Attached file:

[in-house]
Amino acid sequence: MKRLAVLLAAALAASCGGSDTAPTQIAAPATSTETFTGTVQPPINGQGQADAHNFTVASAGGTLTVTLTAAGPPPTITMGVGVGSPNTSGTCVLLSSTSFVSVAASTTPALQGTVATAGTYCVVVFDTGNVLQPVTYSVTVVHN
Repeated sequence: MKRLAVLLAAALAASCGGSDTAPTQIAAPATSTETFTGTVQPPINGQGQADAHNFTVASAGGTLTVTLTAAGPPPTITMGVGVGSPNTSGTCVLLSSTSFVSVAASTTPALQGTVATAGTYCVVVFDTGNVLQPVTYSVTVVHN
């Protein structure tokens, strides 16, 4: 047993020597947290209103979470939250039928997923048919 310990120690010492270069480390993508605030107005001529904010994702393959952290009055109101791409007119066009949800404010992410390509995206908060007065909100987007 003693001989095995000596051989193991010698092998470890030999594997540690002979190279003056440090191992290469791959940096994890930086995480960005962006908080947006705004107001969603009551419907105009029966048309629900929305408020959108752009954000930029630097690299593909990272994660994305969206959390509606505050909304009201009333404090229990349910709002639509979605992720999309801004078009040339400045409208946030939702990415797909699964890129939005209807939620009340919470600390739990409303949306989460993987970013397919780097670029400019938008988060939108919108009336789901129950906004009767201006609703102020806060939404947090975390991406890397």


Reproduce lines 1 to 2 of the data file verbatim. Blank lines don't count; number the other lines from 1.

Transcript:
[in-house]
Amino acid sequence: MKRLAVLLAAALAASCGGSDTAPTQIAAPATSTETFTGTVQPPINGQGQADAHNFTVASAGGTLTVTLTAAGPPPTITMGVGVGSPNTSGTCVLLSSTSFVSVAASTTPALQGTVATAGTYCVVVFDTGNVLQPVTYSVTVVHN